• Bill Murray

      just so you know, price rates were regulated so that they weren’t too expensive for the more rural areas served. It is much more expensive now to fly if you don’t start in a hub or alatge city

      • I buy the argument for heavy regulation of safety. The government has a compelling state interest in ensuring safety, and only the federal government can effectively provide the standards necessary. It’s a market failure, so even the crazed libertarian in me gets it.

        But witless customer service, odd pricing structures, pointless overbooking that does nothing but antagonize your customer base, or the refusal to subsidize low-traffic routes, those seems to me to be outside the government’s proper purview. It’s the pursuit of happiness, not the achievement, that’s promised.

  • brent

    I have honestly never heard of anything like this. Airlines have done some crappy things to me over the years but deliberately send me to the wrong city? I am not even sure how it is to their advantage to do such a thing. How weird.

    • Murc

      If they straight-up deny him service they have to give him his money back.

      If they at least make a half-assed attempt to get him closer to his destination (and getting him to a major hub counts) they don’t. All they did here was give SEK a seat that hadn’t sold on a plane that was about to take off, literally costing them nothing.

      • brent

        I guess I can see how they might think that might work. Hey maybe they were high when they thought up the policy. But this is not some sort of complicated contract and sending him to some random city, hub or not, is in fact denying him the service they are contractually obligated to provide. Its not even a tough case. For certain, they can’t reasonably expect to get away with charging him extra for their need to reroute.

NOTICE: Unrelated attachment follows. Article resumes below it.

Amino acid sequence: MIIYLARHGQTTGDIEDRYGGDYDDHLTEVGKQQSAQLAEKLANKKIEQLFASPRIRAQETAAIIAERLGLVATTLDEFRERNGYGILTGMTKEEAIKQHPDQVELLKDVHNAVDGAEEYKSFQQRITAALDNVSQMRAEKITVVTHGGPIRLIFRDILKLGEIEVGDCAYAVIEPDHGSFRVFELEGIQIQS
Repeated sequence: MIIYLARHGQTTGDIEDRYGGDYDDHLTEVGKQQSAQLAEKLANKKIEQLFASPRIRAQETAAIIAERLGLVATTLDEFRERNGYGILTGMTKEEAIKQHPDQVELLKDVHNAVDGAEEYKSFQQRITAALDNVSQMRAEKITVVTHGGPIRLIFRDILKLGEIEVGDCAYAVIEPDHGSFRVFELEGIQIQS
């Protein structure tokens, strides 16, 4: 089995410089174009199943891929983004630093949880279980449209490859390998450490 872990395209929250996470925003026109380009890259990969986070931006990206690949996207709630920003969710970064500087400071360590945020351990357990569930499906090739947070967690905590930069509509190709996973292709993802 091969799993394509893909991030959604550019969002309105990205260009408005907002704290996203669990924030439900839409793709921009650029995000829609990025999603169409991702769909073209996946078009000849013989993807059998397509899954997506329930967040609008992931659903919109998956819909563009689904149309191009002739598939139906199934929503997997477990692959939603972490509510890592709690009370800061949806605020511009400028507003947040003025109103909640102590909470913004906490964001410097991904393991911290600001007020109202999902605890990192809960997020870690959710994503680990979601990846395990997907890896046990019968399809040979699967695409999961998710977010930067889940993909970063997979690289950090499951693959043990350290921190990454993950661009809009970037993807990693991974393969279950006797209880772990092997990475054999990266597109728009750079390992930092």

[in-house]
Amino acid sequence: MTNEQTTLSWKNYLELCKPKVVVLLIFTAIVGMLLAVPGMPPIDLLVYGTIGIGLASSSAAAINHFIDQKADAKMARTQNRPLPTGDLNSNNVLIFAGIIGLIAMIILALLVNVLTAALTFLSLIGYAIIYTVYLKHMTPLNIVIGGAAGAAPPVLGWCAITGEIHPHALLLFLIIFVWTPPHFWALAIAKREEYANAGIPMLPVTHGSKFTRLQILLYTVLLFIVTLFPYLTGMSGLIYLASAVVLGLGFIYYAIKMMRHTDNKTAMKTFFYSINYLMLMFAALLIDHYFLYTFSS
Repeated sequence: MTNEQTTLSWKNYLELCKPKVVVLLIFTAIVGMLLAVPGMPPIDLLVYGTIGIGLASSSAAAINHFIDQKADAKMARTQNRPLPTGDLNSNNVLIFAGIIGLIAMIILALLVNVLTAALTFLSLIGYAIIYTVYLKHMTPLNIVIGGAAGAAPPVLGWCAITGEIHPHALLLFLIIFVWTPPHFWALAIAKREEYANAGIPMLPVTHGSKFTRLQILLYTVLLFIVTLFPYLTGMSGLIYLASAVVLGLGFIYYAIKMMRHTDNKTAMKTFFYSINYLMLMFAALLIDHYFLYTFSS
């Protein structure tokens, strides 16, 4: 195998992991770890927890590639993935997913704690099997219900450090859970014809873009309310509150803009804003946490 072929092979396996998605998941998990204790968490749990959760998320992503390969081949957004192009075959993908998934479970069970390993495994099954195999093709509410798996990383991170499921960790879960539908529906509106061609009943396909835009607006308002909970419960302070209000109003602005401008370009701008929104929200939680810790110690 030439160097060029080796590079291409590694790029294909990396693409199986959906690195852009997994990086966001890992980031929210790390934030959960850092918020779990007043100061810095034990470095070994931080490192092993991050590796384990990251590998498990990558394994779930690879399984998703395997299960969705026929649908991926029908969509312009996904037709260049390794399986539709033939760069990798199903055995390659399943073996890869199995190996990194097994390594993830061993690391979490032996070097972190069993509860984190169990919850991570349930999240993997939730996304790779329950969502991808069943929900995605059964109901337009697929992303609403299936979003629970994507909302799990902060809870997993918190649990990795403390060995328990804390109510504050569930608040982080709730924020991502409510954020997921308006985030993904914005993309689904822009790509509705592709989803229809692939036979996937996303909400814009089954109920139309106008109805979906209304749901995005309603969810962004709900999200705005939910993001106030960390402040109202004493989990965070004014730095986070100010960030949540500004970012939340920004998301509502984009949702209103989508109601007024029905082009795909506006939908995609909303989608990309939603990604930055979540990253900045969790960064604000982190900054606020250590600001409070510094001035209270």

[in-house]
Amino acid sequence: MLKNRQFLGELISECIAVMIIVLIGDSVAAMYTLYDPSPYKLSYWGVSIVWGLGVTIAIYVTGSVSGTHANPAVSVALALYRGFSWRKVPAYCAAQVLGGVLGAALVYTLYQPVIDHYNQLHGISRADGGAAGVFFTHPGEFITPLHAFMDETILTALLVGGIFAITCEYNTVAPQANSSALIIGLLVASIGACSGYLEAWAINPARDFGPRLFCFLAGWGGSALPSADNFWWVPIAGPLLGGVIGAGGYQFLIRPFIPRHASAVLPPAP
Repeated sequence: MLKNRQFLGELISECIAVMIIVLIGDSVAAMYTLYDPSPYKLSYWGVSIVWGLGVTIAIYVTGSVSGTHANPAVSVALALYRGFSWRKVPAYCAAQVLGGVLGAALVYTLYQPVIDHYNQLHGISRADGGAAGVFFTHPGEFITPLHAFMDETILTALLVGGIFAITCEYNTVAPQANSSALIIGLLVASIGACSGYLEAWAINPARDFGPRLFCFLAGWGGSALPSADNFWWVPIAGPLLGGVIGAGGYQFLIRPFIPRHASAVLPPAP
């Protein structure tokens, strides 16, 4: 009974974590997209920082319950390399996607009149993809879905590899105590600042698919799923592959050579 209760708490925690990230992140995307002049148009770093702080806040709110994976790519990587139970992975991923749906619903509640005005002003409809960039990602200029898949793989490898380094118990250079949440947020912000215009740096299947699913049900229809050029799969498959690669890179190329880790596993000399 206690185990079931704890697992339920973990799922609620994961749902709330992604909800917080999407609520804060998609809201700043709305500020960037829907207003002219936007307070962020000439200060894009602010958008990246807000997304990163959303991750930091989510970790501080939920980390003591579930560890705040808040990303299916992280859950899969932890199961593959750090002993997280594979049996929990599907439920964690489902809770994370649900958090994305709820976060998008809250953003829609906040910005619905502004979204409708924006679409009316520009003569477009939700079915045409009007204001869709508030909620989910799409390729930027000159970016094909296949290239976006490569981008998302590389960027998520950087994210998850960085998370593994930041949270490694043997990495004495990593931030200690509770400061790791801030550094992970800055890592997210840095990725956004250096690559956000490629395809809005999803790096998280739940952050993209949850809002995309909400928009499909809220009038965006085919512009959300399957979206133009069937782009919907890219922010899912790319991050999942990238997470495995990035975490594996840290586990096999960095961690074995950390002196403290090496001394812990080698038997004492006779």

I have had airlines mess me up in various ways – missing connecting flights, overbooking, etc. but there has never been any question that they are responsible for getting me to where I have paid them to take me. How could there be?

        In one case, I missed a connecting flight to Miami from Orlando and there wasn’t an available seat until the next day. They offered a hotel but instead ended up reimbursing me for a rental car and the gas for the 3 hour drive.

    • newsouthzach

      Airlines will occasionally do some exceptionally odd things to you. I had the misfortune of flying Delta from GSO to DCA on Labor day, and had to connect via ATL. The connection was short, but not that short — I had time to stop for a Chick-Fil-A before they even started the boarding process for the flight to DCA. My bag didn’t make the connection. They said the bag would be on the next flight up and would be delivered to my hotel, probably by 10 PM… no such luck. Around 10:30 I called them, found out that the bag was definitely at DCA and would be delivered by 5 AM. No such luck, of course, and I needed the clothes in that bag for a job interview. Bastards.

      Two days later, I flew US Airways to PDX via PHX. When I got to PDX I found that my bag was sitting in Philadelphia. How it got there is a mystery. I suppose I’m just lucky they didn’t route it to Guam.

    • John

      Rerouting him to Seattle doesn’t seem particularly problematic. Rerouting him to Seattle and then forcing him to pay for his connecting flight home is what is ridiculous.

  • Stag Party Palin

    You should have connected to Orange County via Heathrow. There are laws in Europe that actually have teeth. I got a reservation LAX to HRW canceled less than two weeks before departure, and was not notified (I found out when checking my account on the BA site). This is a very long story (6 months) but eventually I was given 600 Euros compensation when I wrote to the CEO and included the relevant sections of the law. Customer service wouldn’t return my calls (go figure).

    I’m sure quoting their own policy back at them will get the $100 charge obliviated and, if they keep you from OC for long enough, some extra buckos as well. If not, then you’ll have to threaten them with the Power of The Blog …….

    • John

      How would a flight on a British Airline between the United States and the UK result in compensation in Euros?